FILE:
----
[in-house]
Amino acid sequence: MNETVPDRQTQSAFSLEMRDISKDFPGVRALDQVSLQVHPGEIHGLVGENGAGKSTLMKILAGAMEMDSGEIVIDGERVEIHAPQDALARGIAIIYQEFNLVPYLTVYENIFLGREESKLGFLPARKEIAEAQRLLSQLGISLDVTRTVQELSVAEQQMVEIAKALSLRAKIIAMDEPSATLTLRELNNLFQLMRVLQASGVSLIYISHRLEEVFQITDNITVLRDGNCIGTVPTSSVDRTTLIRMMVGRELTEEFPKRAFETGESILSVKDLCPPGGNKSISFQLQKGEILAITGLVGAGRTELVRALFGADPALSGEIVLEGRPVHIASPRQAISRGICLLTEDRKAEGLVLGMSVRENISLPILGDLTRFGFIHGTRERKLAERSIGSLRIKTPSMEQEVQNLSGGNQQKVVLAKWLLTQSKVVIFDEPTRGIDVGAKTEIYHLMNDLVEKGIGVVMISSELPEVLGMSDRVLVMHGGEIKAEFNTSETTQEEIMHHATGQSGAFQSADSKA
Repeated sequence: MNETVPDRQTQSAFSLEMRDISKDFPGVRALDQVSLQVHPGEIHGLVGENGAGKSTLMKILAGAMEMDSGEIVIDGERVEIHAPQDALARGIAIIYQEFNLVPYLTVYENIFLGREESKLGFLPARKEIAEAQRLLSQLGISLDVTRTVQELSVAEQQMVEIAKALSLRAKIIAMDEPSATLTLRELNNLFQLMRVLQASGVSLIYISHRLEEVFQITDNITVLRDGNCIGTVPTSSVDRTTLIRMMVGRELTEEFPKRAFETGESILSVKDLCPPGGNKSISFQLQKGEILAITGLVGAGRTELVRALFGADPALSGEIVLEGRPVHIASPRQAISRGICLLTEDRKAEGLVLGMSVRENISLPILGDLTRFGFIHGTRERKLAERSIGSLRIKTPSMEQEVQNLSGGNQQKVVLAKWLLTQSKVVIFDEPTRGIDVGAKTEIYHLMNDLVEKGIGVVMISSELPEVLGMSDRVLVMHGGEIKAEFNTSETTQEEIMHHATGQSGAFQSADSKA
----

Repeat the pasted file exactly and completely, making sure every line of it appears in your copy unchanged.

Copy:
[in-house]
Amino acid sequence: MNETVPDRQTQSAFSLEMRDISKDFPGVRALDQVSLQVHPGEIHGLVGENGAGKSTLMKILAGAMEMDSGEIVIDGERVEIHAPQDALARGIAIIYQEFNLVPYLTVYENIFLGREESKLGFLPARKEIAEAQRLLSQLGISLDVTRTVQELSVAEQQMVEIAKALSLRAKIIAMDEPSATLTLRELNNLFQLMRVLQASGVSLIYISHRLEEVFQITDNITVLRDGNCIGTVPTSSVDRTTLIRMMVGRELTEEFPKRAFETGESILSVKDLCPPGGNKSISFQLQKGEILAITGLVGAGRTELVRALFGADPALSGEIVLEGRPVHIASPRQAISRGICLLTEDRKAEGLVLGMSVRENISLPILGDLTRFGFIHGTRERKLAERSIGSLRIKTPSMEQEVQNLSGGNQQKVVLAKWLLTQSKVVIFDEPTRGIDVGAKTEIYHLMNDLVEKGIGVVMISSELPEVLGMSDRVLVMHGGEIKAEFNTSETTQEEIMHHATGQSGAFQSADSKA
Repeated sequence: MNETVPDRQTQSAFSLEMRDISKDFPGVRALDQVSLQVHPGEIHGLVGENGAGKSTLMKILAGAMEMDSGEIVIDGERVEIHAPQDALARGIAIIYQEFNLVPYLTVYENIFLGREESKLGFLPARKEIAEAQRLLSQLGISLDVTRTVQELSVAEQQMVEIAKALSLRAKIIAMDEPSATLTLRELNNLFQLMRVLQASGVSLIYISHRLEEVFQITDNITVLRDGNCIGTVPTSSVDRTTLIRMMVGRELTEEFPKRAFETGESILSVKDLCPPGGNKSISFQLQKGEILAITGLVGAGRTELVRALFGADPALSGEIVLEGRPVHIASPRQAISRGICLLTEDRKAEGLVLGMSVRENISLPILGDLTRFGFIHGTRERKLAERSIGSLRIKTPSMEQEVQNLSGGNQQKVVLAKWLLTQSKVVIFDEPTRGIDVGAKTEIYHLMNDLVEKGIGVVMISSELPEVLGMSDRVLVMHGGEIKAEFNTSETTQEEIMHHATGQSGAFQSADSKA